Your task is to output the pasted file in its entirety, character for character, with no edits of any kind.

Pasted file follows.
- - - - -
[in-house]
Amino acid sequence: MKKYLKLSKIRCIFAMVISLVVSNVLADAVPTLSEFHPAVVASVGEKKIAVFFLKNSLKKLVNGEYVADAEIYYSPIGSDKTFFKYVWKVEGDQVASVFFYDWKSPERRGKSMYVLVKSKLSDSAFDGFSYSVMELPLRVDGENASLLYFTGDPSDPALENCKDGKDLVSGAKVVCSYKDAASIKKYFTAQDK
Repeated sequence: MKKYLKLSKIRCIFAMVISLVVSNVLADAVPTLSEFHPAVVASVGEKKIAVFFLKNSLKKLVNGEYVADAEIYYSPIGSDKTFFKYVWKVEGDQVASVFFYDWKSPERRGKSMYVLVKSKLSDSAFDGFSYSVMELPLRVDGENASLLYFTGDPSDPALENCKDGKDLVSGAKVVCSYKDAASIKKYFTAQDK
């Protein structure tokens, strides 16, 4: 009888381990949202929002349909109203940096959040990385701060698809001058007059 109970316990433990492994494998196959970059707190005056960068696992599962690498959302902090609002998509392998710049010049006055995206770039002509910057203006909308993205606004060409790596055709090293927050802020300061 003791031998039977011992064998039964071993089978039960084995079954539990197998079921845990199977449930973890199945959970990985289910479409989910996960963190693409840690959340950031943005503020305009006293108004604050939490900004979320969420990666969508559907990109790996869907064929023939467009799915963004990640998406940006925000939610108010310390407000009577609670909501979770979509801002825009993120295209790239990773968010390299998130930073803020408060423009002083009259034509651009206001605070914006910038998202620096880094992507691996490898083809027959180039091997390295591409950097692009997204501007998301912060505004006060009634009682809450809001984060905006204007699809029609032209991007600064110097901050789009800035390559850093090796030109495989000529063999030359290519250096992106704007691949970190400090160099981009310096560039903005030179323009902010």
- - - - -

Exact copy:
[in-house]
Amino acid sequence: MKKYLKLSKIRCIFAMVISLVVSNVLADAVPTLSEFHPAVVASVGEKKIAVFFLKNSLKKLVNGEYVADAEIYYSPIGSDKTFFKYVWKVEGDQVASVFFYDWKSPERRGKSMYVLVKSKLSDSAFDGFSYSVMELPLRVDGENASLLYFTGDPSDPALENCKDGKDLVSGAKVVCSYKDAASIKKYFTAQDK
Repeated sequence: MKKYLKLSKIRCIFAMVISLVVSNVLADAVPTLSEFHPAVVASVGEKKIAVFFLKNSLKKLVNGEYVADAEIYYSPIGSDKTFFKYVWKVEGDQVASVFFYDWKSPERRGKSMYVLVKSKLSDSAFDGFSYSVMELPLRVDGENASLLYFTGDPSDPALENCKDGKDLVSGAKVVCSYKDAASIKKYFTAQDK
């Protein structure tokens, strides 16, 4: 009888381990949202929002349909109203940096959040990385701060698809001058007059 109970316990433990492994494998196959970059707190005056960068696992599962690498959302902090609002998509392998710049010049006055995206770039002509910057203006909308993205606004060409790596055709090293927050802020300061 003791031998039977011992064998039964071993089978039960084995079954539990197998079921845990199977449930973890199945959970990985289910479409989910996960963190693409840690959340950031943005503020305009006293108004604050939490900004979320969420990666969508559907990109790996869907064929023939467009799915963004990640998406940006925000939610108010310390407000009577609670909501979770979509801002825009993120295209790239990773968010390299998130930073803020408060423009002083009259034509651009206001605070914006910038998202620096880094992507691996490898083809027959180039091997390295591409950097692009997204501007998301912060505004006060009634009682809450809001984060905006204007699809029609032209991007600064110097901050789009800035390559850093090796030109495989000529063999030359290519250096992106704007691949970190400090160099981009310096560039903005030179323009902010």